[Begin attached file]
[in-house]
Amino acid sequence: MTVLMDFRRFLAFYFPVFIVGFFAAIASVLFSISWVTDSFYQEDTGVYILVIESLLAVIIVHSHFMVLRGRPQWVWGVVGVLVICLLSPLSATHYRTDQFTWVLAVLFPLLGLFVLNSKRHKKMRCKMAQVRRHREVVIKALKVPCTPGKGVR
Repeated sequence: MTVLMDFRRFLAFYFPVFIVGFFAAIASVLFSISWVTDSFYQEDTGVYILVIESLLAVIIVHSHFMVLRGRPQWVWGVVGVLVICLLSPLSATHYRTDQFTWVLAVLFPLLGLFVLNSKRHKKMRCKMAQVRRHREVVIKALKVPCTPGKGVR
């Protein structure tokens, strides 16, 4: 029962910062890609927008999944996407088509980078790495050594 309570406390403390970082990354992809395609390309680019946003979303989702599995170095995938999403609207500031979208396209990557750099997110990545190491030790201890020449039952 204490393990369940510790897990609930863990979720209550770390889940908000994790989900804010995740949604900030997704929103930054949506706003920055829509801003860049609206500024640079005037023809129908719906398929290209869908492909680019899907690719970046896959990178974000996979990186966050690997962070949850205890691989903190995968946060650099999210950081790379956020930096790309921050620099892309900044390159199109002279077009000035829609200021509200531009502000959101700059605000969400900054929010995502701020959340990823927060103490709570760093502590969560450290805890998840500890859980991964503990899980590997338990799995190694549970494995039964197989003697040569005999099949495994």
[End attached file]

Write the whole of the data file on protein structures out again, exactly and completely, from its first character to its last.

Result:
[in-house]
Amino acid sequence: MTVLMDFRRFLAFYFPVFIVGFFAAIASVLFSISWVTDSFYQEDTGVYILVIESLLAVIIVHSHFMVLRGRPQWVWGVVGVLVICLLSPLSATHYRTDQFTWVLAVLFPLLGLFVLNSKRHKKMRCKMAQVRRHREVVIKALKVPCTPGKGVR
Repeated sequence: MTVLMDFRRFLAFYFPVFIVGFFAAIASVLFSISWVTDSFYQEDTGVYILVIESLLAVIIVHSHFMVLRGRPQWVWGVVGVLVICLLSPLSATHYRTDQFTWVLAVLFPLLGLFVLNSKRHKKMRCKMAQVRRHREVVIKALKVPCTPGKGVR
């Protein structure tokens, strides 16, 4: 029962910062890609927008999944996407088509980078790495050594 309570406390403390970082990354992809395609390309680019946003979303989702599995170095995938999403609207500031979208396209990557750099997110990545190491030790201890020449039952 204490393990369940510790897990609930863990979720209550770390889940908000994790989900804010995740949604900030997704929103930054949506706003920055829509801003860049609206500024640079005037023809129908719906398929290209869908492909680019899907690719970046896959990178974000996979990186966050690997962070949850205890691989903190995968946060650099999210950081790379956020930096790309921050620099892309900044390159199109002279077009000035829609200021509200531009502000959101700059605000969400900054929010995502701020959340990823927060103490709570760093502590969560450290805890998840500890859980991964503990899980590997338990799995190694549970494995039964197989003697040569005999099949495994």